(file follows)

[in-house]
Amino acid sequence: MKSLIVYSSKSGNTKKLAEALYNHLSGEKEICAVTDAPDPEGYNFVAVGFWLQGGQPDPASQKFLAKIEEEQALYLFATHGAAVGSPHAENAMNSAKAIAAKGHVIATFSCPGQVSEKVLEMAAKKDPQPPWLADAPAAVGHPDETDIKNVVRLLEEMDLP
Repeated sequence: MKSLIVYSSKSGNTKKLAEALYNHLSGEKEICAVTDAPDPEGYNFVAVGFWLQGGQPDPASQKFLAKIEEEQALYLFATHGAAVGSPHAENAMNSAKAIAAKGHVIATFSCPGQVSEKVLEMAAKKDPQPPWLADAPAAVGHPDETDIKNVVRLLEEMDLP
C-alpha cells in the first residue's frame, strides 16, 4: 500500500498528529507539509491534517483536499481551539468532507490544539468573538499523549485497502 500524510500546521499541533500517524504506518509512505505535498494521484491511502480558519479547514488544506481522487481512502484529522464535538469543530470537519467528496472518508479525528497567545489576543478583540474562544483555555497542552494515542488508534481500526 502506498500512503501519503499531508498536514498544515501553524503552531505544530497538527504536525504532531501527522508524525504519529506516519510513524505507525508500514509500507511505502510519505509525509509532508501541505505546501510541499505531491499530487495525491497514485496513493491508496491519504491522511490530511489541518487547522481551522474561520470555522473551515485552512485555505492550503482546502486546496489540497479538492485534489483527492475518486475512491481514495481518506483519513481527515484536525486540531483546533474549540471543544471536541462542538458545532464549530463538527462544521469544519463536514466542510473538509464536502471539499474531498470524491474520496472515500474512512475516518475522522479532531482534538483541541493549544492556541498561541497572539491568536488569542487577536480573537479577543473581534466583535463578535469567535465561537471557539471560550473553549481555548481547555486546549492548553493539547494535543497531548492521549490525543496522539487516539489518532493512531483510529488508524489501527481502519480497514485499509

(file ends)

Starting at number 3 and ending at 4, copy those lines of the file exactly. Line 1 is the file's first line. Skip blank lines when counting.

Repeated sequence: MKSLIVYSSKSGNTKKLAEALYNHLSGEKEICAVTDAPDPEGYNFVAVGFWLQGGQPDPASQKFLAKIEEEQALYLFATHGAAVGSPHAENAMNSAKAIAAKGHVIATFSCPGQVSEKVLEMAAKKDPQPPWLADAPAAVGHPDETDIKNVVRLLEEMDLP
C-alpha cells in the first residue's frame, strides 16, 4: 500500500498528529507539509491534517483536499481551539468532507490544539468573538499523549485497502 500524510500546521499541533500517524504506518509512505505535498494521484491511502480558519479547514488544506481522487481512502484529522464535538469543530470537519467528496472518508479525528497567545489576543478583540474562544483555555497542552494515542488508534481500526 502506498500512503501519503499531508498536514498544515501553524503552531505544530497538527504536525504532531501527522508524525504519529506516519510513524505507525508500514509500507511505502510519505509525509509532508501541505505546501510541499505531491499530487495525491497514485496513493491508496491519504491522511490530511489541518487547522481551522474561520470555522473551515485552512485555505492550503482546502486546496489540497479538492485534489483527492475518486475512491481514495481518506483519513481527515484536525486540531483546533474549540471543544471536541462542538458545532464549530463538527462544521469544519463536514466542510473538509464536502471539499474531498470524491474520496472515500474512512475516518475522522479532531482534538483541541493549544492556541498561541497572539491568536488569542487577536480573537479577543473581534466583535463578535469567535465561537471557539471560550473553549481555548481547555486546549492548553493539547494535543497531548492521549490525543496522539487516539489518532493512531483510529488508524489501527481502519480497514485499509